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ICANN Reviews Changes in DNS Policy and Legal Issues

Magazine article Information Today

ICANN Reviews Changes in DNS Policy and Legal Issues

Article excerpt

One of the more interesting facts about the Internet is that no one person, corporation, government, or group runs it as a whole. Different organizations are responsible for different operations: setting and managing technical standards, Internet architecture, and the domain name system (DNS). And, of course, the Internet's information resources are provided by thousands of unique content suppliers.

The absence of a single entity for governance has apparently not limited the Internet as shown by its phenomenal growth during the last 10 years. However, legal and policy questions--along with questions about the future of the Internet--are often challenged by the Internet's fluid governance structure.

ICANN's Role

ICANN (Internet Corporation for Assigned Names and Numbers) is one of the larger and more formal operations involved in Internet governance. It was created in 1998 to provide a central coordination point for much of the Internet's DNS, including accrediting DNS registrars and determining top-level domains. ICANN was established as a nonprofit corporation with a global focus and mission, but it is accountable to the U.S. Department of Commerce.

The ICANN board recently held a public meeting in San Juan, Puerto Rico, to address policy and legal challenges that have grown along with increased complexities of the DNS structure. The original .com, .org, and .net domains have become crowded and cluttered (as of February 2007, there were more than 64 million registered .com domains), which raised concerns about user confusion. New top-level domains were needed to relieve the clutter and to allow more focused domains for business and cultural Web sites. ICANN has approved several in recent years. These include broad domains such as .info, .biz, .name, and .int, as well as specific top-level domains such as .aero for the aerospace industry, .cat for the Catalan language and culture, and .travel for travel-related industries.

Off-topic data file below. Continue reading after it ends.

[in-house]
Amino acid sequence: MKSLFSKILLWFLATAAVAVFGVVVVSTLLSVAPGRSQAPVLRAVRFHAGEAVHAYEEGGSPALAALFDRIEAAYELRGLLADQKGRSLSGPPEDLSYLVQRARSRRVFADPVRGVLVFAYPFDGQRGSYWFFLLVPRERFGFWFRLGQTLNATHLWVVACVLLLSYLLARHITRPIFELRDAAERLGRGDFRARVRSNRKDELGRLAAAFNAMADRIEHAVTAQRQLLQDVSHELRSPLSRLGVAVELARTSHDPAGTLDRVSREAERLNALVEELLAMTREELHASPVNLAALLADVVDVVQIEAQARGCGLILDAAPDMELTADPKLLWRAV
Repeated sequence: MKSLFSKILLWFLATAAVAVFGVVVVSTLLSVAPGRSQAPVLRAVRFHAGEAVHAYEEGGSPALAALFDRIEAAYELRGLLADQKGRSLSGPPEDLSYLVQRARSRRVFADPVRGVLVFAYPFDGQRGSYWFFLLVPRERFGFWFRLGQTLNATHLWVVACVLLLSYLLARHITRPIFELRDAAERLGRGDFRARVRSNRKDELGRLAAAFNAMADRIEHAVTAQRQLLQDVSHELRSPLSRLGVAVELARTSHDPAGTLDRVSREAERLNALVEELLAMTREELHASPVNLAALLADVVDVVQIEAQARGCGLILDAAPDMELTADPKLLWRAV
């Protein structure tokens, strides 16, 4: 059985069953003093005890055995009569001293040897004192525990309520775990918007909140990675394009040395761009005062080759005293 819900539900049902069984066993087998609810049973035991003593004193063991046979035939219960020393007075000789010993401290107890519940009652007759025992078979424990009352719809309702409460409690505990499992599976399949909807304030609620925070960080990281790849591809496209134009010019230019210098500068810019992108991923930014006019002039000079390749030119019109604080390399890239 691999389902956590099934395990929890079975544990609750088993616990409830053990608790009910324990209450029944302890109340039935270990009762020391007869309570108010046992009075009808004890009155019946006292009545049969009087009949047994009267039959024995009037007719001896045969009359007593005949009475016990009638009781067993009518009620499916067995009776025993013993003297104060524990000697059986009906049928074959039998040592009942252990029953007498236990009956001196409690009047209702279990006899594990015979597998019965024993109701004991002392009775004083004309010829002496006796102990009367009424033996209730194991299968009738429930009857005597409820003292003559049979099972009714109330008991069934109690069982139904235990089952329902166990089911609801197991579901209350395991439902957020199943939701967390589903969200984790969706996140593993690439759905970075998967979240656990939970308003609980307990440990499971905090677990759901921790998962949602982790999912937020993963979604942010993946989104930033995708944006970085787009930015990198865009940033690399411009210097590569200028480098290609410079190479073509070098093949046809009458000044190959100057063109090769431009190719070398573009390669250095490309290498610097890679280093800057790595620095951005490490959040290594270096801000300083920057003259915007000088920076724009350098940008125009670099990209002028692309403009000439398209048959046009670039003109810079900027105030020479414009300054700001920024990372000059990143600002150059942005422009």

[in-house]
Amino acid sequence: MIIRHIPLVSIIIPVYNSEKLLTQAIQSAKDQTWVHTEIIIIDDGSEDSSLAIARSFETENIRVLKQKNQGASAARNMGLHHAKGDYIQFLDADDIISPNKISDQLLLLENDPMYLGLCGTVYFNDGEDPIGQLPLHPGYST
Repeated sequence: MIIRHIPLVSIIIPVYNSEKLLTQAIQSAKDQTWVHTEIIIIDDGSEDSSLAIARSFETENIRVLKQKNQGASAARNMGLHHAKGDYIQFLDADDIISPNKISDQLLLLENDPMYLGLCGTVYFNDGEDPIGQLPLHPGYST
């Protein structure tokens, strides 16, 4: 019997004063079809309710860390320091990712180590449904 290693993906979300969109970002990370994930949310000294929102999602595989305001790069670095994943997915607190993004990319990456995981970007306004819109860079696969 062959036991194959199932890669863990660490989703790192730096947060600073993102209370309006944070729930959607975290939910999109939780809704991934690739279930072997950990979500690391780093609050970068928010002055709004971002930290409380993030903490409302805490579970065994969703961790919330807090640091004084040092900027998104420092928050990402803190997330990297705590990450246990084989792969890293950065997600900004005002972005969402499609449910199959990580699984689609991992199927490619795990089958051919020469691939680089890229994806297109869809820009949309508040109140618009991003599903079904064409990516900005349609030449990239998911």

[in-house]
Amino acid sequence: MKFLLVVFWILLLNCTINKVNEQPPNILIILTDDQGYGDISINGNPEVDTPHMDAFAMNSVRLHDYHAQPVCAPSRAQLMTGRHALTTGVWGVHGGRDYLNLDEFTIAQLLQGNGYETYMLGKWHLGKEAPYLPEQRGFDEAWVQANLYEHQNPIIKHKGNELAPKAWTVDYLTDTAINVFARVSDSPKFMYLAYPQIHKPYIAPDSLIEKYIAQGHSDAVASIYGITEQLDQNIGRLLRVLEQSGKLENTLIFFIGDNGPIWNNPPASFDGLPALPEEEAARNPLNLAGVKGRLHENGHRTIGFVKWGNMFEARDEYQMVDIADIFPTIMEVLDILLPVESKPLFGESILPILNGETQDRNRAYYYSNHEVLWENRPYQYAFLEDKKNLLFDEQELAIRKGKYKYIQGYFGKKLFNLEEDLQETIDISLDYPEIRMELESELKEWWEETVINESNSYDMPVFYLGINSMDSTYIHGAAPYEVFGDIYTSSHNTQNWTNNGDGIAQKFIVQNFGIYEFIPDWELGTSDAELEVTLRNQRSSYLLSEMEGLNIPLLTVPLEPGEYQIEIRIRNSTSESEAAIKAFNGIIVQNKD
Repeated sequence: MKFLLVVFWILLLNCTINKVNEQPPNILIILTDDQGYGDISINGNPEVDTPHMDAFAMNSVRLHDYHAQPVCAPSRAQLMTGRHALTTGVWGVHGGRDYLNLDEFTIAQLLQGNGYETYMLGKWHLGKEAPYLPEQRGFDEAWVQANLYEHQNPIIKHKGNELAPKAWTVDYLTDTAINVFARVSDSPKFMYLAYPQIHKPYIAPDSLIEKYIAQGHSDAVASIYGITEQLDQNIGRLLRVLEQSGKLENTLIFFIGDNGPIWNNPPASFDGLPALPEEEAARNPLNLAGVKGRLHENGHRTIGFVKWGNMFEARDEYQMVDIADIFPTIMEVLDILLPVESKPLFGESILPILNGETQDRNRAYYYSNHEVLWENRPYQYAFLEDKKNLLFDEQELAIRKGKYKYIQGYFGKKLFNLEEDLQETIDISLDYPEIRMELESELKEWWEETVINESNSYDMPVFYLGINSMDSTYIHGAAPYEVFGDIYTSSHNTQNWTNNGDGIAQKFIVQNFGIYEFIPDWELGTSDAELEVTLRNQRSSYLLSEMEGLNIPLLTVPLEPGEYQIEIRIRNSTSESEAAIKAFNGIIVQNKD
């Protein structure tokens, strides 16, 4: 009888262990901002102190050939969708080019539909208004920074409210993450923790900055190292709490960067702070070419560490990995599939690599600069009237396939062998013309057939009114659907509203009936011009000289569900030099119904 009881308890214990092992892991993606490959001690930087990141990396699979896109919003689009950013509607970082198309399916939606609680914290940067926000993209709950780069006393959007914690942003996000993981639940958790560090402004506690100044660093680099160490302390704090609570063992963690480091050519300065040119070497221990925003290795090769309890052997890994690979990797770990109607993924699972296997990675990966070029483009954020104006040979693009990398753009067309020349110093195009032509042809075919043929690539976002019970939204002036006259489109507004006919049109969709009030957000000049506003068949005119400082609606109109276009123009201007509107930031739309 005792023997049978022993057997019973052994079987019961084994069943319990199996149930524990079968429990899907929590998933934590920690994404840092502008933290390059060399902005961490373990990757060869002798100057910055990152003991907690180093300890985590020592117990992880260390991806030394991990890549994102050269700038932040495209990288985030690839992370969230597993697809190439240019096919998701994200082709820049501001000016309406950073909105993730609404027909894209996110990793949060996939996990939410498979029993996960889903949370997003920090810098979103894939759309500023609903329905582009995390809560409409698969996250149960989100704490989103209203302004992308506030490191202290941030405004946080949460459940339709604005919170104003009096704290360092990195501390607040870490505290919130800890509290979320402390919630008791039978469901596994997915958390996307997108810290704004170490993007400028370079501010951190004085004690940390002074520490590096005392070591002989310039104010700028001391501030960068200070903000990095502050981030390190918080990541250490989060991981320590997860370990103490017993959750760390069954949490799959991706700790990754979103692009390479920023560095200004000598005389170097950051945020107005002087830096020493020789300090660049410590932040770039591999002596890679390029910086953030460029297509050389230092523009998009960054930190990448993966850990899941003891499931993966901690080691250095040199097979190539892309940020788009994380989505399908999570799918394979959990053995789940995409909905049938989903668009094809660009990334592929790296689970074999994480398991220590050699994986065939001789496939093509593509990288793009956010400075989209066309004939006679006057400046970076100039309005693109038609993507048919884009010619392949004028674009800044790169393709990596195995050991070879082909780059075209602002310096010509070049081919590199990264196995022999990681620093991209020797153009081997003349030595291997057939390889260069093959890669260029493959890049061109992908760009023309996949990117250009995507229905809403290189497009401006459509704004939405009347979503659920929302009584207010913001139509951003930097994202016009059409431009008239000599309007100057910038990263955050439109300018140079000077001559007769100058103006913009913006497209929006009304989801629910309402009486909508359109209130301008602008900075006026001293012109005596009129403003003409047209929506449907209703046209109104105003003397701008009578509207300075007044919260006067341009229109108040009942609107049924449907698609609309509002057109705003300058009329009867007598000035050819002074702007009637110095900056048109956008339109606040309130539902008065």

Non-Latin Character Domains

At its recent meeting, ICANN also explored the possibility of establishing top-level domains using non-Latin (e.g., a, b, c) characters. While most countries have their own two-letter domains (such as .uk for the U.K., .ru for Russia, and .ca for Canada), they all use the Latin alphabet. The introduction of Cyrillic, Greek, Chinese, Arabic, and other character sets into the domain structure is an important step toward making Internet resources available to a more global audience, particularly in developing nations.

While limited workarounds for domain names with non-Latin characters are available, they are cumbersome. The ICANN board passed a resolution seeking a "collaborative" solution to the existing technical limitations, and it is requesting reports from several organizations by its next meeting in October.

Generic Top-Level Domains

The ICANN board also debated policy concerns related to the introduction of new generic top-level domains (gTLDs). Generic top-level domains have expanded from the original six (.com, .net, etc.) to 19, with an additional four still under consideration. The rejection of the proposed .xxx gTLD (intended to be used by the "adult" industry) and concerns about misuse of new gTLDs by cybersquatters and phishers led to a list of 20 recommendations for proposing new gTLDs.

While most of the recommendations are noncontroversial, three of the 20 generated some concerns. One recommendation suggests that proposed gTLDs should not "infringe the existing legal rights of others. …

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